Three other areas of concern for McManus are the government’s focus on using apps to tackle prevention, the use of genomics, the evidence for which he said had been overstated, and predictive prevention, which he feels is vaguely articulated and unproven in terms of evidence. ‘To my mind one of the single biggest things you could do if you were going to have a really good prevention policy, for the long term or medium term, is ask what does it look like for a child to have reached adulthood successfully – there’s no joined-up policy narrative around that in this country.’

Psychological evidence, and the potential for psychologists in tackling prevention, has so far been entirely absent from prevention plans. Tackling a problem as large as prevention, McManus said, requires complex thinking and looking beyond the individual and at the full life-course of a person. ‘I think the other thing psychologists could do is make a contribution about healthy organisations and how organisations have a role in either making people less well or making people healthier. The next thing psychology could’ve done is brought some models of behaviour change that actually have a grounding in evidence and balance the individual with the social.’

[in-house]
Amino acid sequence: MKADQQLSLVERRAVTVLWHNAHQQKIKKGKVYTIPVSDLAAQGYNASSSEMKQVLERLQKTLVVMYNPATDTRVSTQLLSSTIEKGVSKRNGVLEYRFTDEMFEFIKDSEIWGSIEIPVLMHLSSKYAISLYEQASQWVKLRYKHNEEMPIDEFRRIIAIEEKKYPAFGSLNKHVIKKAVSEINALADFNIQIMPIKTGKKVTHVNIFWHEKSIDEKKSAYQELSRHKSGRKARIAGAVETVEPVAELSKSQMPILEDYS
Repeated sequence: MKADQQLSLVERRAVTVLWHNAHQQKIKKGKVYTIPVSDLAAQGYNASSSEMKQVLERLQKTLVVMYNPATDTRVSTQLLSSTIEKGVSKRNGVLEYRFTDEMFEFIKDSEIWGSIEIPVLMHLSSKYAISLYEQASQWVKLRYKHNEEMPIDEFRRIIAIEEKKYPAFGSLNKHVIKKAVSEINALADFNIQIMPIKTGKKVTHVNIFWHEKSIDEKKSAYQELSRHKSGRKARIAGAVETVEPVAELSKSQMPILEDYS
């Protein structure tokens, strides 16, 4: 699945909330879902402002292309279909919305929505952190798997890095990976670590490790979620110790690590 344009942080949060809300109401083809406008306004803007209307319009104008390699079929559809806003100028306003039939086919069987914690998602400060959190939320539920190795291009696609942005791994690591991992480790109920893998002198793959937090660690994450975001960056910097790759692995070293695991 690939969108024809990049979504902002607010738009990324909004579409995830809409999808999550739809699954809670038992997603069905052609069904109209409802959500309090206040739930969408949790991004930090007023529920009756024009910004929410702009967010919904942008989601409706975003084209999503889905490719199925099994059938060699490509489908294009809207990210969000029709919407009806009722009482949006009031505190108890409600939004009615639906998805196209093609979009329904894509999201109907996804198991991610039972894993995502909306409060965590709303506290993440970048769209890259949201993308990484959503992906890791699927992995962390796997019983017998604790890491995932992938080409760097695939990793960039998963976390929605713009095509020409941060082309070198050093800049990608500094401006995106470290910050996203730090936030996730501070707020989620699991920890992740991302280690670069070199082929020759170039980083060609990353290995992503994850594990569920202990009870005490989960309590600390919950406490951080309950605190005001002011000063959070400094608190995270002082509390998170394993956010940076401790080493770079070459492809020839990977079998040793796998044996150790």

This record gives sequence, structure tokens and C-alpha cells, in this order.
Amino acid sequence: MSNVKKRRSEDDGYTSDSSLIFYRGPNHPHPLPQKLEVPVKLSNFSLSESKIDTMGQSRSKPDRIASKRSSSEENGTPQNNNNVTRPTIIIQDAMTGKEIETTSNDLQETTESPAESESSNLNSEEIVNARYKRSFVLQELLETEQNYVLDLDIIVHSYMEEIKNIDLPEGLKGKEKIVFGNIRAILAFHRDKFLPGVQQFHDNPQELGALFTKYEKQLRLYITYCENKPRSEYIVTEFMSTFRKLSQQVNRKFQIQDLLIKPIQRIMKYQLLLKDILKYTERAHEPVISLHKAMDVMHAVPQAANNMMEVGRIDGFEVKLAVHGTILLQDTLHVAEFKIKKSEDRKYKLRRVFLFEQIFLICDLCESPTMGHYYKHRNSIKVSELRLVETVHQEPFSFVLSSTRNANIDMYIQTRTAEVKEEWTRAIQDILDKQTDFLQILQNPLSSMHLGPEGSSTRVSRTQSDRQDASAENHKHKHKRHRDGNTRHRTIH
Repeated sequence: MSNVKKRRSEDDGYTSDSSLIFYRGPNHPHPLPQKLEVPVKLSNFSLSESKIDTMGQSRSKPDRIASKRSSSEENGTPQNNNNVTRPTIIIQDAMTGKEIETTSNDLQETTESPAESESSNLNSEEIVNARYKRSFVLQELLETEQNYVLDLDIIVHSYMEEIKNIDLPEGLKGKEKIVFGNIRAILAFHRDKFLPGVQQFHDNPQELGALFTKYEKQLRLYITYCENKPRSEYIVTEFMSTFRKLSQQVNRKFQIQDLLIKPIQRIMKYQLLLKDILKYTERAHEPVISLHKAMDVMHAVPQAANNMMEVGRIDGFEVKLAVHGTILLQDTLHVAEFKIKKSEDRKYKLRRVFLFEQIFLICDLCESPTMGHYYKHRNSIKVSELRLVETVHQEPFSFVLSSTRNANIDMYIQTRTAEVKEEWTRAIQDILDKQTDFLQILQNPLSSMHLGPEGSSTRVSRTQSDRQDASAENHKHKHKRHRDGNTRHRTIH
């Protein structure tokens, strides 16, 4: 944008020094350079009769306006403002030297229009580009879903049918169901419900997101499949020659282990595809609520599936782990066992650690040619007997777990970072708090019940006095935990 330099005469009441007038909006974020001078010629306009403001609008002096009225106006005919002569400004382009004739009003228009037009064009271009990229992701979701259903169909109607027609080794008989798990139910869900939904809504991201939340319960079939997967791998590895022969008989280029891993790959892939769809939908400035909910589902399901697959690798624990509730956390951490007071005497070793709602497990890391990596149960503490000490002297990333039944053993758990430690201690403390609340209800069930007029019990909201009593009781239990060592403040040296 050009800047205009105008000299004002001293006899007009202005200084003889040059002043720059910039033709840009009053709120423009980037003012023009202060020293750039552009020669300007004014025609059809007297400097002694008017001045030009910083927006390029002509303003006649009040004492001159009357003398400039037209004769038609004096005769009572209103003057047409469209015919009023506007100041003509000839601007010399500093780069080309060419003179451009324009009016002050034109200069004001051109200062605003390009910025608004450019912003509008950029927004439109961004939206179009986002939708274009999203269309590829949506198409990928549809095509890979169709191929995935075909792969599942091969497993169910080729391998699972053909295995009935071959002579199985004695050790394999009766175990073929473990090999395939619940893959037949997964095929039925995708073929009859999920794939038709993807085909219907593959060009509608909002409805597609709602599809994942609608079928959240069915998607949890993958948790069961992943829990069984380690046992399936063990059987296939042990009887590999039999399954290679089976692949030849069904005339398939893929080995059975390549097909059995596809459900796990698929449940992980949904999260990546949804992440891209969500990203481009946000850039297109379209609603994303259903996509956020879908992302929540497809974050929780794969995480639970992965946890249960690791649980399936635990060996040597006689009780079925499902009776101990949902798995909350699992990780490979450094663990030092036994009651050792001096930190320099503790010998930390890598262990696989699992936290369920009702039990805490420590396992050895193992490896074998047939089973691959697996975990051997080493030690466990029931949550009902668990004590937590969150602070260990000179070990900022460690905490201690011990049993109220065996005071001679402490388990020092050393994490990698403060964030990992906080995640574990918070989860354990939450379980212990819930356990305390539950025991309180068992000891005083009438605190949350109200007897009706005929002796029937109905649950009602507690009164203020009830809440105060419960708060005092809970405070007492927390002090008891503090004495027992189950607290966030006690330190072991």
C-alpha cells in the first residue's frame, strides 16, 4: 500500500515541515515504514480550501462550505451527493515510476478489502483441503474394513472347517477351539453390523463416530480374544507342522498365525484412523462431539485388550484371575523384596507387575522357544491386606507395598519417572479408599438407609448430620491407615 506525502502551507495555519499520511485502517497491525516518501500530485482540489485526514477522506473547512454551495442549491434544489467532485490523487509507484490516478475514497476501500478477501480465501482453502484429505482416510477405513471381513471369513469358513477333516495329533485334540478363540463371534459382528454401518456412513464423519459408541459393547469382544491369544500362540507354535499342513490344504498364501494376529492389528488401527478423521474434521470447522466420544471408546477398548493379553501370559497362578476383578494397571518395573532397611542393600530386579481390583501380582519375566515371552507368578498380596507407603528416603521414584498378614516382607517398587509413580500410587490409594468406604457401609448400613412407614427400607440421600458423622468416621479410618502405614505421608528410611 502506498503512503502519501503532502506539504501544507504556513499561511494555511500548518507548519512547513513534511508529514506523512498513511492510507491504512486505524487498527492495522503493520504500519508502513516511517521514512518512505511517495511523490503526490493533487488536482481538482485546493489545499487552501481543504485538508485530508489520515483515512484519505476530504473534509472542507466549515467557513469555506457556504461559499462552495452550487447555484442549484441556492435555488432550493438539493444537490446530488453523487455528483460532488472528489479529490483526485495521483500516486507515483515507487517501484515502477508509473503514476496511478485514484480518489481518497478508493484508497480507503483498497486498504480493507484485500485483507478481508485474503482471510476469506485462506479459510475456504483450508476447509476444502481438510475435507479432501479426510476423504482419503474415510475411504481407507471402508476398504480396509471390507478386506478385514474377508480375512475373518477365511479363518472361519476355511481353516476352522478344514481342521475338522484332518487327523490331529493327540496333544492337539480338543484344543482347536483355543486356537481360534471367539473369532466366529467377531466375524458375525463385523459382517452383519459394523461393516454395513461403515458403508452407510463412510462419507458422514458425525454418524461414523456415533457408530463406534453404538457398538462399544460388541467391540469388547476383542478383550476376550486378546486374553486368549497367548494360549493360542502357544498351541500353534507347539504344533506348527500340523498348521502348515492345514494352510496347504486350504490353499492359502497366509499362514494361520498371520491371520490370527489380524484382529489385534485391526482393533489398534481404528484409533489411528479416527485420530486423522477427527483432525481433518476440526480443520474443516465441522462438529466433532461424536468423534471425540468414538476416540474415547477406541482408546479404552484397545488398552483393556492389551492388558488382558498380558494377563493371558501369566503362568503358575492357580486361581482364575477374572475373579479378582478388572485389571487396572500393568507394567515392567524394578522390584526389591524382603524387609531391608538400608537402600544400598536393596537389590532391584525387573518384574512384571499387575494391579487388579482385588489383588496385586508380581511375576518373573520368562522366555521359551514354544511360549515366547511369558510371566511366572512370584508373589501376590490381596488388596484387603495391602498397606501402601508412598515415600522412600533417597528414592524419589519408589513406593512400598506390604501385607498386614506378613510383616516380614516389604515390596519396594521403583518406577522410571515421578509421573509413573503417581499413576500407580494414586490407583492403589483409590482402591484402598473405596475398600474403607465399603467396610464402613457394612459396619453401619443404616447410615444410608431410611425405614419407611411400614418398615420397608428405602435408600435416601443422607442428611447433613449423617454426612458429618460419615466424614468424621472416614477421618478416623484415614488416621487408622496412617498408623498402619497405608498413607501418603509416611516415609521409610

I asked McManus what he would most like to see from any response to the government’s prevention plans from the BPS. ‘My ask of the BPS would be to do several things. One is to say that the individual behaviour change paradigm is dead and ineffective and won’t work by itself, the second thing would be to talk about the importance of social determinants and individual models held in tension, and actually say how that could make a difference. The third thing would be for the BPS to really focus on childhood, we have to get childhood right, and the fact that we aren’t is storing up an awful lot of avoidable and wasted costs. Also I think if the BPS would counter some of the pseudoscience about genomics and predictive prevention that would be a major step forward.’  

Are you a psychologist working in prevention research or practice? We would love to hear your views on prevention and psychology's role in it - from both physical and mental health perspectives.